OLAC Record

Title:Kaŋgam ‘Bird of paradise’
Access Rights:Open (subject to agreeing to PDSC access conditions)
Bibliographic Citation:Darja Hoenigman (collector), Darja Munbaŋgoapik (performer), 2018. Kaŋgam ‘Bird of paradise’. TIFF/JPEG/MP4/MXF. DKH01-015_kanggam at catalog.paradisec.org.au. https://dx.doi.org/10.26278/C5NM-DE79
Contributor (compiler):Darja Hoenigman
Contributor (performer):Darja Munbaŋgoapik
Coverage (Box):northlimit=-4.16134; southlimit=-5.27824; westlimit=143.02; eastlimit=144.191
Coverage (ISO3166):PG
Date (W3CDTF):2018-08-15
Date Created (W3CDTF):2018-08-15
Description:This string figure is sometimes called kaŋgam ‘Lesser Bird of Paradise’ (Paradisaea minor) and sometimes kaŋganam, most likely ‘Twelve-wired Bird of Paradise’ (Seleucidis melanoleuca) whose female is called oloŋ. They are the most common bird-of-paradise species living in Awiakay forests, both featuring either prominent tail plumage (kaŋgam), or a conspicuous tail dance (kaŋganam). This is an important feature of this string figure, in which a second string is used only to represent the tail. Along with the hornbill (in Awiakay land this is Blyth’s Hornbill (Rhyticeros plicatus), called kyakwi, or in Tok Pisin kokomo), the bird of paradise is one of the most important birds in Awiakay mythology. It is in most cases anthropomorphised, appearing as one of the main characters in several myths. One of the myths explains where the bird of paradise got his beautiful plumage. He used to be a ‘dull-looking’ bird until one day when he went to wash with an embay ‘the Greater Black Coucal’ (Centropus menbeki). They both took off their ‘grass skirts’ before jumping in the river, but the bird of paradise quickly went out, saying he needs to go for a poo. He took away with embay’s ‘grass skirt’ and is now dancing in it, while the poor embay keeps walking around, crying for his beautiful plumage. That is why his eyes are all red. For the Awiakay, the movement of the grass-skirts in dancing has always been associated with bird-of paradise tail feathers and courting displays. The dancers need to make very particular swaying motions in order to make their grass-skirts move in a way that is considered particularly sexually attractive. The same holds true for bird of paradise feathers: they are highly valued decorations, sometimes stuck into the armbands and sometimes into head dresses. Their movement, too, contributes to the sexual appeal of a dancer (either male or female). When not in use, bird-of-paradise feathers are kept in hollowed-out bamboo pipes and stuck under the roof, out of reach of children. Bird of paradise feathers themselves, or any decorations made from them are a valuable gift. Two strings should be used for making this string figure, one comes to represent the tail, the other one the body of the bird. When the design is finished, the maker moves it, so that the strings representing the tail feathers dance. Images: 02: ‘bird of paradise’ final design 03: Darja Munbaŋgoapik showing the final design of ‘bird of paradise’ . Language as given: Awiakay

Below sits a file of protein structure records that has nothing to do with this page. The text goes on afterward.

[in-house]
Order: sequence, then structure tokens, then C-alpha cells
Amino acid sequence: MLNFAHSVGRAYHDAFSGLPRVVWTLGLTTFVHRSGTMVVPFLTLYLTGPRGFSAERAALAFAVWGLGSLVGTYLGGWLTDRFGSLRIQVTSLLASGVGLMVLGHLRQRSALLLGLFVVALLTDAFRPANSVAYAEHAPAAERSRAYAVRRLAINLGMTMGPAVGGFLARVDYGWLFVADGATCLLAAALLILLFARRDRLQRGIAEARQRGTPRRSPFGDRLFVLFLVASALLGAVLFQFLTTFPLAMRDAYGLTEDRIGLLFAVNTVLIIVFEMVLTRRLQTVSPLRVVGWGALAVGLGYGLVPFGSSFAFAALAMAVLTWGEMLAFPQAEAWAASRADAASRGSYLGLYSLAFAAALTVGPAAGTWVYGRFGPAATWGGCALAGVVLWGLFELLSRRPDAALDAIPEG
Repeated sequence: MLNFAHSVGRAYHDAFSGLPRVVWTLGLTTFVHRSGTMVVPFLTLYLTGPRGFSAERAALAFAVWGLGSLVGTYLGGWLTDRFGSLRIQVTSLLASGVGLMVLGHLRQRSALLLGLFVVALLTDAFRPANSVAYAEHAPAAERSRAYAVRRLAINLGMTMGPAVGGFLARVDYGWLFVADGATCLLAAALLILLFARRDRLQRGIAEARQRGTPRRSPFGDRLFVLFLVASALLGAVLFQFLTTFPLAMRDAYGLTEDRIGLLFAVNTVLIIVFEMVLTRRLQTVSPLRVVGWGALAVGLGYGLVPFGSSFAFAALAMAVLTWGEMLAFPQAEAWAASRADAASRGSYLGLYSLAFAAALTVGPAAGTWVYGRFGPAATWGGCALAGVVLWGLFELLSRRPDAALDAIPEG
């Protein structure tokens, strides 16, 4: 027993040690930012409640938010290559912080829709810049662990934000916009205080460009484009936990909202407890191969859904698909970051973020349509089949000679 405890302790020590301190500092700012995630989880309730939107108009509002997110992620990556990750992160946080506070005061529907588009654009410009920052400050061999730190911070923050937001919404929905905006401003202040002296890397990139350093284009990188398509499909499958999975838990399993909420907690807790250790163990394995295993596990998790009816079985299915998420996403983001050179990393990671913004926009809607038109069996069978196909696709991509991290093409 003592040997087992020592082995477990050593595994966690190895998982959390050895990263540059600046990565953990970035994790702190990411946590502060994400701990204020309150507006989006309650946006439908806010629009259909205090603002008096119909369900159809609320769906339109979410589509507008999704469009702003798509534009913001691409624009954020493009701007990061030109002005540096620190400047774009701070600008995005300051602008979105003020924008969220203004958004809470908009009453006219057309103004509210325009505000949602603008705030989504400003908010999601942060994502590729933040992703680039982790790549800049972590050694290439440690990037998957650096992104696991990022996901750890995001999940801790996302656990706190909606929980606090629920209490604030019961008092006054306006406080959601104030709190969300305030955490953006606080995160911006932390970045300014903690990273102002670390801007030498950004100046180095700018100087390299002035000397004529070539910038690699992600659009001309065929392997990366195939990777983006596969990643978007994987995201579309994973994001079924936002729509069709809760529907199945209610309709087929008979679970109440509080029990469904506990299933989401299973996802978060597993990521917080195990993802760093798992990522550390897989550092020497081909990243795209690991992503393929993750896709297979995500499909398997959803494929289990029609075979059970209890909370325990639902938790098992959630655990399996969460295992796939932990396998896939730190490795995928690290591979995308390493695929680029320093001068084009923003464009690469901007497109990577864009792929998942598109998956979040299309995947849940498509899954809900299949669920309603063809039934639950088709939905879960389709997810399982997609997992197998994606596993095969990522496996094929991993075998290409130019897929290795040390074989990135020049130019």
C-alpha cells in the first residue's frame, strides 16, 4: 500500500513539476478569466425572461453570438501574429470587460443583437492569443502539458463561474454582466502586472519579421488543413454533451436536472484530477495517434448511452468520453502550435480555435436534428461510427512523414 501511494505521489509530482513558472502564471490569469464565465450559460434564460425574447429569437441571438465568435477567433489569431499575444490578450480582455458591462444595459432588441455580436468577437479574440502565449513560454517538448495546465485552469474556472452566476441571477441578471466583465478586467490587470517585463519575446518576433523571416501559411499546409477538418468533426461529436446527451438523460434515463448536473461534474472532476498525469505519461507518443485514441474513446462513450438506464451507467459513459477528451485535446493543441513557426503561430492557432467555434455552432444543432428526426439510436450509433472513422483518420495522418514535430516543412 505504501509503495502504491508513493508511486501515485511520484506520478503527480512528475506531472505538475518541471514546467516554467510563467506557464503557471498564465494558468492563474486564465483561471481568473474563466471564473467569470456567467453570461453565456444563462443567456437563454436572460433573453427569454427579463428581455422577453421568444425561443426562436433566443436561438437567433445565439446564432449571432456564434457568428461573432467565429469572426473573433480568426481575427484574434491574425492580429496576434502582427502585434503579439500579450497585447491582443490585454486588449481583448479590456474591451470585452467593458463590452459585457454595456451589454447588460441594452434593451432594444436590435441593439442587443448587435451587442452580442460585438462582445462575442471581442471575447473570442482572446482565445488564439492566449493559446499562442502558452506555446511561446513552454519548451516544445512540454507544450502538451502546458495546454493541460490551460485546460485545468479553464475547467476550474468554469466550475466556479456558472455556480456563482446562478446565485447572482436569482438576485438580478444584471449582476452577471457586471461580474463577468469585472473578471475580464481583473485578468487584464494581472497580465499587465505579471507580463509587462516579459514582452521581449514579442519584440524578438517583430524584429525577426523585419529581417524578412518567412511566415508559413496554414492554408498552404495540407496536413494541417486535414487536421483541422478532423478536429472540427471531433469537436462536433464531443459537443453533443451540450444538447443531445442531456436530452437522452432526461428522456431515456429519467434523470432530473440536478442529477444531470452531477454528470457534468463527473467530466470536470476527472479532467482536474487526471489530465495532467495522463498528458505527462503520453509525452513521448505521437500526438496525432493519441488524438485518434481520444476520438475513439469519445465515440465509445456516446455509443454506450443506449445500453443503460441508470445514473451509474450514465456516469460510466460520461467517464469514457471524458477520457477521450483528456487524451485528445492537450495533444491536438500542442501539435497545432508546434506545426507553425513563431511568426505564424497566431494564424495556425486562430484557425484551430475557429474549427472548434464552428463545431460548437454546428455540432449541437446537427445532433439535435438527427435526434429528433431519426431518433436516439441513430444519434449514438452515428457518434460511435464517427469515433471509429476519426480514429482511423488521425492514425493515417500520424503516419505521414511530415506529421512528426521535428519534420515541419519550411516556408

Format:Digitised: no Media: audiovisual recording
Identifier (URI):http://catalog.paradisec.org.au/repository/DKH01/015_kanggam
Language:Tok Pisin
Language (ISO639):tpi
Rights:Open (subject to agreeing to PDSC access conditions)
Subject (OLAC):language_documentation
Table Of Contents (URI):http://catalog.paradisec.org.au/repository/DKH01/015_kanggam/DKH01-015_kanggam-01.tif
Type (DCMI):MovingImage


Archive:  Pacific And Regional Archive for Digital Sources in Endangered Cultures (PARADISEC)
Description:  http://www.language-archives.org/archive/paradisec.org.au
GetRecord:  OAI-PMH request for OLAC format
GetRecord:  Pre-generated XML file

OAI Info

OaiIdentifier:  oai:paradisec.org.au:DKH01-015_kanggam
DateStamp:  2022-06-22
GetRecord:  OAI-PMH request for simple DC format

Search Info

Citation: Darja Hoenigman (compiler); Darja Munbaŋgoapik (performer). 2018. Pacific And Regional Archive for Digital Sources in Endangered Cultures (PARADISEC).
Terms: area_Pacific country_PG dcmi_MovingImage iso639_tpi olac_language_documentation

Up-to-date as of: Fri Sep 29 2:26:01 EDT 2023